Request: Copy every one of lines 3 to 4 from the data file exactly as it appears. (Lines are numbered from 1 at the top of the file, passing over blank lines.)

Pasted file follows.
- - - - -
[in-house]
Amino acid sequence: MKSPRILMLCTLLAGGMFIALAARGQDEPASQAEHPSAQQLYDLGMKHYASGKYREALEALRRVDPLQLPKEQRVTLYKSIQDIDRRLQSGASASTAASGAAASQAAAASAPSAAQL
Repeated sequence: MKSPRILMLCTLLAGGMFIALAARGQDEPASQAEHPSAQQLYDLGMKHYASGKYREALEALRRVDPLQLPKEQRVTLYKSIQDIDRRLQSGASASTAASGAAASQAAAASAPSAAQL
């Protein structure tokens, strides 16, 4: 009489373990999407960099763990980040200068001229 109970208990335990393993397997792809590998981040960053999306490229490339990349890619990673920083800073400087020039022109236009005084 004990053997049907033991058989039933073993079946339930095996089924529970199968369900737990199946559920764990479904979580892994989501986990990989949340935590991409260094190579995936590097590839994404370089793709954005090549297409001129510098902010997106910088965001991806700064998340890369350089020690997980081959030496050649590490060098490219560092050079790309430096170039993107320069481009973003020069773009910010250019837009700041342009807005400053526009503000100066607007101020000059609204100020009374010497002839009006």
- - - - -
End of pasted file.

Repeated sequence: MKSPRILMLCTLLAGGMFIALAARGQDEPASQAEHPSAQQLYDLGMKHYASGKYREALEALRRVDPLQLPKEQRVTLYKSIQDIDRRLQSGASASTAASGAAASQAAAASAPSAAQL
């Protein structure tokens, strides 16, 4: 009489373990999407960099763990980040200068001229 109970208990335990393993397997792809590998981040960053999306490229490339990349890619990673920083800073400087020039022109236009005084 004990053997049907033991058989039933073993079946339930095996089924529970199968369900737990199946559920764990479904979580892994989501986990990989949340935590991409260094190579995936590097590839994404370089793709954005090549297409001129510098902010997106910088965001991806700064998340890369350089020690997980081959030496050649590490060098490219560092050079790309430096170039993107320069481009973003020069773009910010250019837009700041342009807005400053526009503000100066607007101020000059609204100020009374010497002839009006």